Fiverr Forum

Sellers should be able to give discount codes


#1

Hey everyone. I started selling on Fiverr on March and I’m almost a Level One seller.

I’ve always thought it would be really cool if you could make and give discount codes for your gigs to help promote and generate sales. You can do this on other digital product services such as Sellfy, and I think it would be a very helpful feature here. You can make the code (either type in the code yourself or have a randomly generated numbers/letters code) and have a page to manage your codes and deactivate them or create new ones.

I know you can just lower the price of a gig and call it a “sale” as well as do other things but being able to officially create and give discount/coupon codes for Fiverr could really help some sellers.


#2

Here’s a previous discussion:


#3

Thanks, however that thread is more specifically charging less for certain people, this is more about generating coupon codes through Fiverr.


#4

Fiverr already offers discount codes to selected buyers - they are then free to choose which seller they spend it with. :slight_smile:


#5

Sellers can offer discounts – of a sort – by lowering their gig prices from time to time, and making note of the short-term lowered prices on their gigs.

Sellers already have total control over the prices they require for their services.


#6

Again with this discounts?

Instead, why don’t you offer to your clients to work the double for the same money as before?

I wonder why nobody is willing to work more instead of lowering the prices? Is lowering the prices (which are already ridiculous now) the only option?

Work more, offer to do the double, triple for $5 and then come to tell us how it worked.


#7

Not to point fingers here but is the extent of sales ingenuity so abysmal that the best someone can think of is yet more discounts??

Seriously it is a race to the bottom and there is no end in sight once you let that rat out the cage. Give customers 15% discount and they will go to the person with 20%, soon it will be offered for free and customers will ask to be paid to give someone work. Where does it end?


#8

I agree about the race to the bottom. I’m tired of hearing about discounts.
Prices are already extremely low. Think about raising prices, not lowering them.
It’s too desperate and buyers can think why would I want this for any price?

It’s really the opposite of how sellers need to think. Give a lot more, and charge more for it. I’m sure some sellers must realize not all buyers want it dirt cheap.

This air of desperation is not what makes a gig attractive to buyers.


#9

Exactly, discounts are (to me) a very lazy approach to sales/business generation especially when that’s all that’s done. Exceptional companies and ventures have earned their success by being the best, not necessarily by being the cheapest.


#10

Well said. Look at expensive Apple computers flying off the shelves. Buyers will stand in line to pay more for high quality.


#11

Absolutely, and even then, Apple products focused on a specific niche for one but also established what their reputation is built on, and they catered to that market. In some ways, the iPhone was the creation of a niche that ousted BlackBerry off it’s perch at a time where it was believed to be irrelevant to market requirements.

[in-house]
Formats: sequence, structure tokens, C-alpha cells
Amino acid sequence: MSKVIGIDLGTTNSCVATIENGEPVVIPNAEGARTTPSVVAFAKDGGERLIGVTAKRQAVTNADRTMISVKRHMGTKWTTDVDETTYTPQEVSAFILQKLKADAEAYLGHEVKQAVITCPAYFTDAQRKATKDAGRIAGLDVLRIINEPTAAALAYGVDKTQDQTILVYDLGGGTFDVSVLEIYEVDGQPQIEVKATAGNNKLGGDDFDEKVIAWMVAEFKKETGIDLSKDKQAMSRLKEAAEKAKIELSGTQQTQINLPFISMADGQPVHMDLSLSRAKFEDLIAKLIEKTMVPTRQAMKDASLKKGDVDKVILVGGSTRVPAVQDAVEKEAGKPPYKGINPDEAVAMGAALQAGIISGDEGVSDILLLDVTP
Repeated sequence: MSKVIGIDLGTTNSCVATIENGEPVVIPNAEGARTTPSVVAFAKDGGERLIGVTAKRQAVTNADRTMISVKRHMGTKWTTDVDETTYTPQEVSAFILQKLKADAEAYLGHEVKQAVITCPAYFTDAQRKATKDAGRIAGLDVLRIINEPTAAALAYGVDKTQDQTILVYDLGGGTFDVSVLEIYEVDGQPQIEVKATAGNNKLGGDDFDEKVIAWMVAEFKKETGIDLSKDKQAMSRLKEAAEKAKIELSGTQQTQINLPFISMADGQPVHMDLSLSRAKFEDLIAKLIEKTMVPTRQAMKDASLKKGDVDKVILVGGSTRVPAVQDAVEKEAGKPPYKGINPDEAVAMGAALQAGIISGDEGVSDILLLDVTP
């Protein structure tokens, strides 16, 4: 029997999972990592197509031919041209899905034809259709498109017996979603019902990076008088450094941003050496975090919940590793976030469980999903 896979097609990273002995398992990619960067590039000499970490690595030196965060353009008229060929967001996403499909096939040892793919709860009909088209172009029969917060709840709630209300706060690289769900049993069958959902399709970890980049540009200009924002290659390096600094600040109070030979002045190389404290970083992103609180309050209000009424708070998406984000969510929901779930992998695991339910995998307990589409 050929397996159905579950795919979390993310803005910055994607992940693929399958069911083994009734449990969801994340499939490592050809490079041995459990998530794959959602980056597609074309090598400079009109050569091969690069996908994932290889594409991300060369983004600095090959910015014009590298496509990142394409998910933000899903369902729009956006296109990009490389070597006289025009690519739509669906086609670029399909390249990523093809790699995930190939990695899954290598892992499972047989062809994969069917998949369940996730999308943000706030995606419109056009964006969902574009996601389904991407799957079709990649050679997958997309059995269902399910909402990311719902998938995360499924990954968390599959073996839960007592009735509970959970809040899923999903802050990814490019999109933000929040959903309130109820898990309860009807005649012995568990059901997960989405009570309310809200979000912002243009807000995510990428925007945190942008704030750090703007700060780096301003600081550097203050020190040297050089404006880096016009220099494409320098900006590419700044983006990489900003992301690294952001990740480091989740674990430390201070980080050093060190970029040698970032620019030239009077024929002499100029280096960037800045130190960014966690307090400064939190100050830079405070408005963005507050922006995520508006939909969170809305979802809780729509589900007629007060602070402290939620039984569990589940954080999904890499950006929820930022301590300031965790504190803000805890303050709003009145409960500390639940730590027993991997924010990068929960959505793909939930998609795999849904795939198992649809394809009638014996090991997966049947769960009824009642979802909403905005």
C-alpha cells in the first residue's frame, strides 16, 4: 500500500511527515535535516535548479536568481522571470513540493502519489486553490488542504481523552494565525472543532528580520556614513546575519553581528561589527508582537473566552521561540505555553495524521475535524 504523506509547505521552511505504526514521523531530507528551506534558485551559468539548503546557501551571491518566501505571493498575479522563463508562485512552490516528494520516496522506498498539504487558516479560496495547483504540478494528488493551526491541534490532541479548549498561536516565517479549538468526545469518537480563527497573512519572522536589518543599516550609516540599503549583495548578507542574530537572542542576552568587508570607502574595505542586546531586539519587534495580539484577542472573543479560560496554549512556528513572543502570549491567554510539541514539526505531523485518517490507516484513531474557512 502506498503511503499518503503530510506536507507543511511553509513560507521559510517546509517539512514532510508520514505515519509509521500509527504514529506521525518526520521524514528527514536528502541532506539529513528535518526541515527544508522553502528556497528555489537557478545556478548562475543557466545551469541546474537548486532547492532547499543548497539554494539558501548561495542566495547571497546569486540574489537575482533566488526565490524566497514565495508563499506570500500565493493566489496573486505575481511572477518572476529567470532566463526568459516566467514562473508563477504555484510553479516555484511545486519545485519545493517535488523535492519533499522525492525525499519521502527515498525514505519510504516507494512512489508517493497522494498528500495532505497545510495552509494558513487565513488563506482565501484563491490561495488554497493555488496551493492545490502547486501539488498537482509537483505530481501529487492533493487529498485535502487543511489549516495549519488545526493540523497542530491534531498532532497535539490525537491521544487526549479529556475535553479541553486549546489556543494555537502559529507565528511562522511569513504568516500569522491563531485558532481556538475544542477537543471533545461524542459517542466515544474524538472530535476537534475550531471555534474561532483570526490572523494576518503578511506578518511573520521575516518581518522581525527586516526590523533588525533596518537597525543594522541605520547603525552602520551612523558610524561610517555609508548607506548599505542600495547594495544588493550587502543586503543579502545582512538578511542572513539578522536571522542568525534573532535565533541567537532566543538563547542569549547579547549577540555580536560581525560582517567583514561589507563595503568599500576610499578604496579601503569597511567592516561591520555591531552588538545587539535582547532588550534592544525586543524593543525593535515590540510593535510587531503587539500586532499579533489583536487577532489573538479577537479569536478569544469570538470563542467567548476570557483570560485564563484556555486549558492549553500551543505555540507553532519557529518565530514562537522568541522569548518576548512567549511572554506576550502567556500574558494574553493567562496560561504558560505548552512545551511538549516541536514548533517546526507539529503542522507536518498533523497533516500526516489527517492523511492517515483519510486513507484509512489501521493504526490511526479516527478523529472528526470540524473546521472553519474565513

#12

Buyers see high quality in the brand and will pay whatever an iPhone costs to get that.

THIS is what sellers need to always aim for. The perception of quality and a price that matches that. Offering discounts especially on fiverr screams “I’m desperate and willing to practically give my services away. PLEASE BUY FROM ME!” This is how not to try to sell.

We are all still offering our services at a much less expensive rate than they are available elsewhere.


#13

And in business where a seller is prepared to discount just to get a job,

“Familiarity breeds contempt”

Rings absolutely true, a customer who gets their discount (and one who pushes for it) will be more likely to be the pickiest while also providing the least amount of info.


#14

It’s so funny. I’ve recently raised my prices. This is one of my best months ever. Fiverr is starting to consider “Average Price Per Gig” as part of how we rank in the searches.

This means those selling just “cheap” will get less views, and those who provide more value to the clients and charge more will see more traffic over time. It’s a win for sellers focused on quality and value, and a win for Fiverr if the price per gig goes up.

I see them pushing this message in multiple places, with category reorganizations, and Success Coaches discussing how we can raise prices to better reflect the value provided.

The sellers looking to discount more and more will see a drop in the rankings over time. A weak strategy longer term, harder to defend, and someone will always come along and be cheaper.

Sell value and charge for it. Find a way to add more and raise your prices. There are a large set of clients who understand the pros aren’t doing extensive work for $5 or trying to be the cheapest.

After the clients get burned by the cheap offerings, they look up market. You can be there to provide a quality product for a little bit more.


#15

Exactly, I have said before the customer doesn’t always have a budget of $5, it’s simply how much they WANT to pay (read; they would still want it for free)


#16

I would support discounts codes that I can provide to my repeat buyers if they purchase the offer within several days or so.

However I don’t like the idea of using it to lower our prices.


#17

You can do it, but it takes a bit more work. You can give a discount code to buyers, and ask them to provide it to your inbox when making an order to get 20% off for example on their next order. Then just send a custom offer with that discount applied.


#18

Exactly, that’s what I do now. :wink: